On January 6, 2009, CNN reported that a German billionaire Adolf Merckle died by suicide, jumping in front of a train as his fortunes declined from $12.8 billion to $9.2 billion in 2008. CNN offered the following explanation: “The financial troubles of his companies, induced by the international financial crisis and the uncertainty and powerlessness to act independently…broke the passionate family business man, and he took his own life.”

My clinical guess is that Adolf Merckle was a casualty of perfectionism, not of the economy.  CNN’s explanation of the reasons behind the suicide is replete with red flags of perfectionism.  Let’s take a close look at this psychological autopsy. 

The press release notes that the suicide was precipitated by the “financial troubles” of Merckle’s company.  Merckle didn’t lose everything, he didn’t go broke—he just moved down in rank from forty-fourth to ninety-fourth on the Forbes list of the world’s richest people.  His fortunes “declined,” but they didn’t vanish.  This was a case of partial failure, not complete failure; but, for the all-or-nothing perfectionistic mind, partial failure means total failure.

The press release indicates that Merckle was troubled by “uncertainty and powerlessness to act independently.”  This is typical of perfectionists, as they are indeed threatened by the prospect of relinquishing control.  Merckle, according to this press release, was a “passionate family business man.” The significance that I see here has to do with the typical blurring of private and professional. Merckle’s business was a family business, therefore professional failures were personal failures.  But even if his business had not been a family business, Merckle, if he was at all like other perfectionists I know, would have probably taken his professional failings personally.  That’s what perfectionists do:  they live for success and depend on it for meaning.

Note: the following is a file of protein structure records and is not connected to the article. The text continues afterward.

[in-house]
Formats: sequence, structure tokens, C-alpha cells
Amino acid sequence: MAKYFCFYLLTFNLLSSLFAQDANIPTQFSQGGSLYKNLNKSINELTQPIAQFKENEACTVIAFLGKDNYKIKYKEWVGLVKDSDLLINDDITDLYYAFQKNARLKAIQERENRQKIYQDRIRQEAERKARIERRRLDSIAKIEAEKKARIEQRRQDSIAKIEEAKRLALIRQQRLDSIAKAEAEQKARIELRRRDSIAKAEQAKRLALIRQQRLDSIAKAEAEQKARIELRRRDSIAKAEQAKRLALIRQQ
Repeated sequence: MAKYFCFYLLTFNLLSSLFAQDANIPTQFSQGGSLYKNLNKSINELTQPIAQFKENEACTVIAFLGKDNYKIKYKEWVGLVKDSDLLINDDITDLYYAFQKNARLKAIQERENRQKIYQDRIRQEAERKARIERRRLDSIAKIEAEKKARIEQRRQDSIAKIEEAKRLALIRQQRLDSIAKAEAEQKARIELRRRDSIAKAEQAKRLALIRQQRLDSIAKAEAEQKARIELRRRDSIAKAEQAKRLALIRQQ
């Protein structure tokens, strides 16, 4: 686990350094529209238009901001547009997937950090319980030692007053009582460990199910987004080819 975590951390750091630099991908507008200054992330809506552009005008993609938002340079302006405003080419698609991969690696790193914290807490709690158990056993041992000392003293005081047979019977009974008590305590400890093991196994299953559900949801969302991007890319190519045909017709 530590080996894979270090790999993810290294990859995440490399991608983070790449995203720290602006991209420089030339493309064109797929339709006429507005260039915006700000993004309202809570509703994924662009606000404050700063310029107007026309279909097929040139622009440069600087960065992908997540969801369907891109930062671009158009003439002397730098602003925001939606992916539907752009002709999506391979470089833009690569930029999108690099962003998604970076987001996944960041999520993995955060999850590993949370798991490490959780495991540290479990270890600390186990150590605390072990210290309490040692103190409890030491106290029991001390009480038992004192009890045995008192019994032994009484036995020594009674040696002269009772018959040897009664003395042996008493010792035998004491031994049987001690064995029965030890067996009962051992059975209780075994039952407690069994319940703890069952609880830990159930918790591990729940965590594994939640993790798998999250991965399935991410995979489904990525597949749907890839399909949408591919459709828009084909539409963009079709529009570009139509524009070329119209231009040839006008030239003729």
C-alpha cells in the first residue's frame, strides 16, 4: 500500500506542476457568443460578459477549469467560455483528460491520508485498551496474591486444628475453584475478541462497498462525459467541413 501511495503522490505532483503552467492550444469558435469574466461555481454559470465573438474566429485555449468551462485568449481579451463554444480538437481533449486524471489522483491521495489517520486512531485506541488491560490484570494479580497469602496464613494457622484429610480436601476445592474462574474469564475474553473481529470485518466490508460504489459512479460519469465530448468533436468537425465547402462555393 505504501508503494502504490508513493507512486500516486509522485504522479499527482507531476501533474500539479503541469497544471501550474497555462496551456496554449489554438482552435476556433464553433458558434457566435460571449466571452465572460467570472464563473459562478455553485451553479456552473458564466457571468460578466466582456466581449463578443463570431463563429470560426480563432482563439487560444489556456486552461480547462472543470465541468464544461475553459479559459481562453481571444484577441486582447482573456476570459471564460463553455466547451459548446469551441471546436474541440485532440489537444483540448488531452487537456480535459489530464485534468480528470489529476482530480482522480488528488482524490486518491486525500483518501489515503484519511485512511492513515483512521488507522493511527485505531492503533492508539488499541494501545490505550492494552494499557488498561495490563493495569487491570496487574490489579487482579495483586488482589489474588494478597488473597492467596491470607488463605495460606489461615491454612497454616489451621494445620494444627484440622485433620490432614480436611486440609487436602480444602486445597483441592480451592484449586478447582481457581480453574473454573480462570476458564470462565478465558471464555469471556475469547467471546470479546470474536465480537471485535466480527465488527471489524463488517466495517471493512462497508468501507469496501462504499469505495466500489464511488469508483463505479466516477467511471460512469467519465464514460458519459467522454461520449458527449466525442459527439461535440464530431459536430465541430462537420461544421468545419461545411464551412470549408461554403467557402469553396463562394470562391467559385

Vincent Foster, the former Deputy White House Counsel under President Clinton who, too, died by suicide, is another likely casualty of perfectionism. Dr.  SidneyAuthor Blatt, a Yale psychiatrist, in an article on destructiveness of perfectionism, wrote of Vincent Foster as being “typical of numerous examples of talented, ambitious, and successful individuals who are driven by intense needs for perfection and plagued by intense self-scrutiny, self-doubt, and self-criticism” (1995,1005).

Let’s face it: perfectionism isn’t cheap.

What’s been the cost of your perfectionism?  Anxiety, worry, depression? Failed  relationships?  Procrastination?  What passed you by as you crossed the t’s and dotted the i’s?

Related:

Cutting the Costs of Perfectionism

A Soldier of the Abstract is a Soldier of the Absurd

Acceptance-Based Perfectionism: Paradigm Shift

 


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From Psych Central's website:
PsychCentral (July 27, 2010)






    Last reviewed: 9 Jul 2011

APA Reference
Somov, P. (2010). What's Been the Cost of Your Perfectionism?. Psych Central. Retrieved on September 3, 2014, from http://blogs.psychcentral.com/mindful-living/2010/07/whats-been-the-cost-of-your-perfectionism/

 

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Pavel G. Somov, Ph.D. is the author of The Lotus Effect, Present Perfect, The Smoke-Free Smoke Break, and Eating the Moment: 141 Mindful Practices to Overcome Overeating One Meal at a Time.


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